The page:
With the hours of sunlight getting longer and fresh breezes sounding the return of Stratford’s feathered friends, I thought it was time to dig out my bicycle from its winter hibernation and prepare for a warmup ride around town.
Although my legs are ready to ride having put many kilometers on my indoor spin bike (aka “the bike to nowhere”), I always schedule spring maintenance to ensure my outdoor bike is in proper working order (a steel grey Norco Indie that I’ve had for years). I called up one of Stratford’s friendly bike shops and booked an appointment, where it was quickly diagnosed my bike needed a new chain. So, after a tune up, tire check up and a good cleaning to remove last years grime, I charged up my bike lights and was ready for a short spin.
Strapping on my helmet, my outing started at Front Street where I pedaled east along Lakeside, watching the geese and ducks lazily paddling in the early morning sun. Lakeside is a slower speed zone, and many fellow sports enthusiasts were already out for a lap around Lake Victoria. (Note: Sidewalks here are for pedestrians only, the City signs clearly state “Please Walk Your Bike.”)
I changed direction at Delamere, meandering north through a quiet residential area. I spotted several leftover holiday decorations competing for attention with brightly coloured crocuses and dainty snowdrops emerging in patches on front lawns. Plagues of grackles swooped and called across the neighbourhood, their squawks overlapping the trills and chirps of red-winged blackbirds and cardinals. What an auditory delight!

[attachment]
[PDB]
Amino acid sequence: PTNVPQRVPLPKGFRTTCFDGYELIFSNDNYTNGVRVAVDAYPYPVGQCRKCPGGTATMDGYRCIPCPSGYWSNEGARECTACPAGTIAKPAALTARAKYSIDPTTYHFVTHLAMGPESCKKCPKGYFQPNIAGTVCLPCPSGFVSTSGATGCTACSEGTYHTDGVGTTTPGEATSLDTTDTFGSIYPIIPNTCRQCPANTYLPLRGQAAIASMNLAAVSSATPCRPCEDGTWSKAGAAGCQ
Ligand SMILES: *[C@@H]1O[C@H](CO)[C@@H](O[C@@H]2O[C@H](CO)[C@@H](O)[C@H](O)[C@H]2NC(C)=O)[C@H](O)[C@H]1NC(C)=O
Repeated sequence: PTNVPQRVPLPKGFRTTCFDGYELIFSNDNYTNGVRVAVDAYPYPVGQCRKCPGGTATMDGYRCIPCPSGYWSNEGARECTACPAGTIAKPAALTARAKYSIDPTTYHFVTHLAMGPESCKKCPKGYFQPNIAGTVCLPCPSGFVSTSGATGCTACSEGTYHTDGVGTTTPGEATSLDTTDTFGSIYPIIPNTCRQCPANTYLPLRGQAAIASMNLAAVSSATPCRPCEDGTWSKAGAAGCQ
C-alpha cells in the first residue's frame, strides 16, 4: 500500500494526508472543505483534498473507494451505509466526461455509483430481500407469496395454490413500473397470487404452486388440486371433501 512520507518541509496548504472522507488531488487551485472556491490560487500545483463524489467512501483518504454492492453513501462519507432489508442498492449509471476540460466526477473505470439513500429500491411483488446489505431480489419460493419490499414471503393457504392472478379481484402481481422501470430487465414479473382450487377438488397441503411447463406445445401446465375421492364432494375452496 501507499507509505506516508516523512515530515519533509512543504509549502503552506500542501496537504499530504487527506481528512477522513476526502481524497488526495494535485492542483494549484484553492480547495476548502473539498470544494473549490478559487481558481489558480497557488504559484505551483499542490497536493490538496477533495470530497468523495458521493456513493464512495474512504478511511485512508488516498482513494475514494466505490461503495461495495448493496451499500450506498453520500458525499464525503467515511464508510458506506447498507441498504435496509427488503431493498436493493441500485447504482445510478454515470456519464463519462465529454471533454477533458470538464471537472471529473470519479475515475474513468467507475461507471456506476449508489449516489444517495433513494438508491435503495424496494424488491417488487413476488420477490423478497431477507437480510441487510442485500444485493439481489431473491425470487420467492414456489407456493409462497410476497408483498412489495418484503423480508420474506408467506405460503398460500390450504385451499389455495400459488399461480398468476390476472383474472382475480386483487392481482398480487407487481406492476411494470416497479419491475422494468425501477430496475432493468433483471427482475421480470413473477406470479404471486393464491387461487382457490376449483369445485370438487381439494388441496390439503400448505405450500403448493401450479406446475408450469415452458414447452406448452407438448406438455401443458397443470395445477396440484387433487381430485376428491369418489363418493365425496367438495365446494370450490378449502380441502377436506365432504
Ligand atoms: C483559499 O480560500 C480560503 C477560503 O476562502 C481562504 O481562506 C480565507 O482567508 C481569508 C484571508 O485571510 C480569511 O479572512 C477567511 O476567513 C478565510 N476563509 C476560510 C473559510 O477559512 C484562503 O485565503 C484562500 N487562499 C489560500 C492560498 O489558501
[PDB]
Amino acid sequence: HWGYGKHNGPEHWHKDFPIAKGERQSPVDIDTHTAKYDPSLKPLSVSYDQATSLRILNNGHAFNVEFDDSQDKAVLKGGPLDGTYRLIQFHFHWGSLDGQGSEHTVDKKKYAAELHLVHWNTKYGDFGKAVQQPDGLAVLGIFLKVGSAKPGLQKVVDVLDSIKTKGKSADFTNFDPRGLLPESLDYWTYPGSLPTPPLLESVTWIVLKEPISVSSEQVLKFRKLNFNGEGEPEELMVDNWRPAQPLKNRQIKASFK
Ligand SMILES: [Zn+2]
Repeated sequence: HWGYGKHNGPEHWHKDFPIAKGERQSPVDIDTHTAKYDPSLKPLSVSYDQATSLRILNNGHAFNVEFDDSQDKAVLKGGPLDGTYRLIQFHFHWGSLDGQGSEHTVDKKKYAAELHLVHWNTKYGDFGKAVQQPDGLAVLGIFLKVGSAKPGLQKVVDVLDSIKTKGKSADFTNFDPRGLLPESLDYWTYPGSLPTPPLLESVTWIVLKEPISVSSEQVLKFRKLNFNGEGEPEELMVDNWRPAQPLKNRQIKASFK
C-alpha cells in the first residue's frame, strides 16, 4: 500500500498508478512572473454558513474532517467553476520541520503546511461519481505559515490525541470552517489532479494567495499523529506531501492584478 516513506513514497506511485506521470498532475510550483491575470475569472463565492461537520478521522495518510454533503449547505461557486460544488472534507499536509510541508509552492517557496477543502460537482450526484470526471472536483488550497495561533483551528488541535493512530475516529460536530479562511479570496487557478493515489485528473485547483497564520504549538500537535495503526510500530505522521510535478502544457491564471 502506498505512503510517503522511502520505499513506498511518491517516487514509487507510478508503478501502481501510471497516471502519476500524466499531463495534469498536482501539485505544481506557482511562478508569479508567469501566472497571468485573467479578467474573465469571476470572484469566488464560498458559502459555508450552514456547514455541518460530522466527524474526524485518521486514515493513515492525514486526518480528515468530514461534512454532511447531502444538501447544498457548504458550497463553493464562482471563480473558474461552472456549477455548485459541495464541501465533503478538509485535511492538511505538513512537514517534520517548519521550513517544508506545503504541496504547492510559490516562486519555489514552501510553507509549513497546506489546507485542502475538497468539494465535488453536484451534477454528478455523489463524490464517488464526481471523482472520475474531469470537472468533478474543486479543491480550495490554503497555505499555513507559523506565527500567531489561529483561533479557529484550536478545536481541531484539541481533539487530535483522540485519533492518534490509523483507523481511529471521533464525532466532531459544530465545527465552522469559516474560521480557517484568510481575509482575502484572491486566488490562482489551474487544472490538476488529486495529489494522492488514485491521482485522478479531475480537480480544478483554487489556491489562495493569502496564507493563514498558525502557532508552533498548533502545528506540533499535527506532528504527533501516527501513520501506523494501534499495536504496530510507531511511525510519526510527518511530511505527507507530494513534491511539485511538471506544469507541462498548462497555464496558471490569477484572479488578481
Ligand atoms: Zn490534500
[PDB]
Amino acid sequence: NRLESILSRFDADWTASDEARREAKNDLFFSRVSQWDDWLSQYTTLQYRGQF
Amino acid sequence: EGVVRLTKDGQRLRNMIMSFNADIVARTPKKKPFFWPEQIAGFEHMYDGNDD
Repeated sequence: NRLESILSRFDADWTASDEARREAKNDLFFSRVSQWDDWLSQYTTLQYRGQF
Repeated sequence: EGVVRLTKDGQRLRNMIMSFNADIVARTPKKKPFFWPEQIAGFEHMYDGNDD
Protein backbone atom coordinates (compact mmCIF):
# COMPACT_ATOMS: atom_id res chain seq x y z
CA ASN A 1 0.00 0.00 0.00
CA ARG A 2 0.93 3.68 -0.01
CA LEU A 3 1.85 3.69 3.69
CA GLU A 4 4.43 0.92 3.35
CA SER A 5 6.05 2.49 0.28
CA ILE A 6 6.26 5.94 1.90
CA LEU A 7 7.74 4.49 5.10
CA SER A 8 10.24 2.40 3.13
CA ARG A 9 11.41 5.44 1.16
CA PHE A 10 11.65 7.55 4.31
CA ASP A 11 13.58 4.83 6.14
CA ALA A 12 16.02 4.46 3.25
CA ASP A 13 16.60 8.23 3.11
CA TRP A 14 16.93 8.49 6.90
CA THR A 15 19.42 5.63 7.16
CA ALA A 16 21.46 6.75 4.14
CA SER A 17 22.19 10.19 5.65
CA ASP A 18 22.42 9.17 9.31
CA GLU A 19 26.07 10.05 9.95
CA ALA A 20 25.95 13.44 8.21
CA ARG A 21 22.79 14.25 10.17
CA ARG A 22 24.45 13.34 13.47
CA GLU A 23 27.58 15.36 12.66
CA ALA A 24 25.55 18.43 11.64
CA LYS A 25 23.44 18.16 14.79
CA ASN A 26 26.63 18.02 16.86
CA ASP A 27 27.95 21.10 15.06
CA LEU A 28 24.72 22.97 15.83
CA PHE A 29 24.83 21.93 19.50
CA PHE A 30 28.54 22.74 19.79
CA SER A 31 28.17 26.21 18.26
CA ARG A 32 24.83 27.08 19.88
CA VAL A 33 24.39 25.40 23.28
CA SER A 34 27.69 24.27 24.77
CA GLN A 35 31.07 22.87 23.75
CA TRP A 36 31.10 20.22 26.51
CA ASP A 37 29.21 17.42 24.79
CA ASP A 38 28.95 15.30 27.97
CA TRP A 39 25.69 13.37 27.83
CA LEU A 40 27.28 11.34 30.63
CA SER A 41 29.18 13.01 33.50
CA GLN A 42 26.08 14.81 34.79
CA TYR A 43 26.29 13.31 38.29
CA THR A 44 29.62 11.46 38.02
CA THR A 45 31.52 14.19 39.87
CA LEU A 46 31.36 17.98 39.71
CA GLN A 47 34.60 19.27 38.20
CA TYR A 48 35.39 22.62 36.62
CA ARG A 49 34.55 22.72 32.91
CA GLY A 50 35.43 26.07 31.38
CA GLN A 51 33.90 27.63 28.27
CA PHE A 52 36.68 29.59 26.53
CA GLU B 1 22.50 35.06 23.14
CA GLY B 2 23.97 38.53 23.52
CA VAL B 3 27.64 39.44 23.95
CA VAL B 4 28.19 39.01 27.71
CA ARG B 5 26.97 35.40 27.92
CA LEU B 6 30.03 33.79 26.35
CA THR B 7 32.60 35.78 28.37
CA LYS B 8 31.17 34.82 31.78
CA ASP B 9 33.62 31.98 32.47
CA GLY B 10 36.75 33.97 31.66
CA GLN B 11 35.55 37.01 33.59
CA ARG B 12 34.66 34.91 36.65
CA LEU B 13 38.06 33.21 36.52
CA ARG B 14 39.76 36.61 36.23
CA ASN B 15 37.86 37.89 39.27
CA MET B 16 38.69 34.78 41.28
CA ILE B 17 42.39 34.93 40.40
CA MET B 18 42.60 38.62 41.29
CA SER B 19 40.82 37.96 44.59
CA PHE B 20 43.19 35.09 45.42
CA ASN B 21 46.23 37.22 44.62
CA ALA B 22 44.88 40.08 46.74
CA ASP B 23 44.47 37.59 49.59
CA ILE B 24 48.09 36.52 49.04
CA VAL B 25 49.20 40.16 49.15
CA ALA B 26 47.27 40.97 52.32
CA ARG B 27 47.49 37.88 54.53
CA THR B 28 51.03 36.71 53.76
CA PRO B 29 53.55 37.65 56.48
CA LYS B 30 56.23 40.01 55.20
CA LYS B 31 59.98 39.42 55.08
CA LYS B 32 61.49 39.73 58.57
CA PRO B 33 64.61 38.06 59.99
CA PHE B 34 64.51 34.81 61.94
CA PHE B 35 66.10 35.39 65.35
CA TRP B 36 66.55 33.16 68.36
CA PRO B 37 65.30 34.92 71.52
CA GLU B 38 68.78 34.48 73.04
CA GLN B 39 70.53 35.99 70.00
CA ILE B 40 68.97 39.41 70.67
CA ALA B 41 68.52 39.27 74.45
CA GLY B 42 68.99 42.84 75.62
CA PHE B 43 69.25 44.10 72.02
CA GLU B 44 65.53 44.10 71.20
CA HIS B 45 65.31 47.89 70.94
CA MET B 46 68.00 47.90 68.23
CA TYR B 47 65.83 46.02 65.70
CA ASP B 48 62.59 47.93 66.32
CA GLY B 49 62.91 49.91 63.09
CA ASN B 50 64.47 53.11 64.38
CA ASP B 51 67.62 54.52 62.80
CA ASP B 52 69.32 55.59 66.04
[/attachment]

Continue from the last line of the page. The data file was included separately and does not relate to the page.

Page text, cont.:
Detouring slightly off Cycle Stratford’s “Festival Route “, I pulled in at Brenda’s Place & Bakery and bought an irresistible butter tart to devour post-ride (and crossed my fingers it wouldn’t get too squishy in my pannier.) If you plan to stop at Brenda’s, check the hours before you go to avoid disappointment.
There was much more peddling to do before it was time for a break, so I doubled back to continue up McCarthy Road. This stretch boasts a well marked bike lane and relatively quiet road traffic, although there’s still a bit of gravel and debris on the road in the early spring. Here I gawked at the construction sprouting up across from the Stratford Rotary Complex and tried to figure out what kind of large bird was circling overhead. Tip: If you travel this route on a Saturday morning, consider stopping in at the Farmer’s Market . You will fill your pannier in no time!
Using the Plotaroute website to follow the directional cue markers (route mapped courtesy of Wayne Sjaarda), I quickly reached SERC (Stratford Education and Recreation Centre) which is just about the halfway point of this 12km itinerary. The next stretch took me westbound down O’Loane Avenue, where a multi-use trail separates cyclists and pedestrians from vehicle traffic. I gave a warning ding-ding of my bell to a walker and called out a courtesy “on your left”, although I still managed to spook an unsuspecting pedestrian. Crossing at Huron Street, and along the subsequent plaza entrances, I was careful to make eye contact with drivers before proceeding across.
I love the vista view along O’Loane, where a blue sky opened up over a broad expanse of farmland awaiting planting season. A groundhog popped up from the shadow of the road’s edge, and I turned down Cody Street to roll on through another quiet neighbourhood which borders the back of T.J. Dolan.